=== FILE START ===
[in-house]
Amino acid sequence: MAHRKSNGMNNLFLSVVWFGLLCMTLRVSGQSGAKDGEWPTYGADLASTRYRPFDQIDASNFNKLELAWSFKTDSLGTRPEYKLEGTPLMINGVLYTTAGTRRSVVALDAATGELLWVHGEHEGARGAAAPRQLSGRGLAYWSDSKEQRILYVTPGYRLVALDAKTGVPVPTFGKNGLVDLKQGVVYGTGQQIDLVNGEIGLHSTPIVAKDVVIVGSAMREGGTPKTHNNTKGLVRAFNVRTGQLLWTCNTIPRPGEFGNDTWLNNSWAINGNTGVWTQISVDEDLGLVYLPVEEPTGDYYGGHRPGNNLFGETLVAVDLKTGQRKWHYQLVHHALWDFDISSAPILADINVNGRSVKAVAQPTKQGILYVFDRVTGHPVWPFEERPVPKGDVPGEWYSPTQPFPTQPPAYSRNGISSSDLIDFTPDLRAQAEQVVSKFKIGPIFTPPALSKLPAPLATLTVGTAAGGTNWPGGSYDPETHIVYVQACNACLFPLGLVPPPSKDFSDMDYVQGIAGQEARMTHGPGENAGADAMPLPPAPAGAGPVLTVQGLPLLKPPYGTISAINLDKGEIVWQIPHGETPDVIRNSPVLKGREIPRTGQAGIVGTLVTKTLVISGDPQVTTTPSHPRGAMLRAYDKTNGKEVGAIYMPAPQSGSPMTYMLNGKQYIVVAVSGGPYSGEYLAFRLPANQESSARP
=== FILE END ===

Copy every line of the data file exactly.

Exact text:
[in-house]
Amino acid sequence: MAHRKSNGMNNLFLSVVWFGLLCMTLRVSGQSGAKDGEWPTYGADLASTRYRPFDQIDASNFNKLELAWSFKTDSLGTRPEYKLEGTPLMINGVLYTTAGTRRSVVALDAATGELLWVHGEHEGARGAAAPRQLSGRGLAYWSDSKEQRILYVTPGYRLVALDAKTGVPVPTFGKNGLVDLKQGVVYGTGQQIDLVNGEIGLHSTPIVAKDVVIVGSAMREGGTPKTHNNTKGLVRAFNVRTGQLLWTCNTIPRPGEFGNDTWLNNSWAINGNTGVWTQISVDEDLGLVYLPVEEPTGDYYGGHRPGNNLFGETLVAVDLKTGQRKWHYQLVHHALWDFDISSAPILADINVNGRSVKAVAQPTKQGILYVFDRVTGHPVWPFEERPVPKGDVPGEWYSPTQPFPTQPPAYSRNGISSSDLIDFTPDLRAQAEQVVSKFKIGPIFTPPALSKLPAPLATLTVGTAAGGTNWPGGSYDPETHIVYVQACNACLFPLGLVPPPSKDFSDMDYVQGIAGQEARMTHGPGENAGADAMPLPPAPAGAGPVLTVQGLPLLKPPYGTISAINLDKGEIVWQIPHGETPDVIRNSPVLKGREIPRTGQAGIVGTLVTKTLVISGDPQVTTTPSHPRGAMLRAYDKTNGKEVGAIYMPAPQSGSPMTYMLNGKQYIVVAVSGGPYSGEYLAFRLPANQESSARP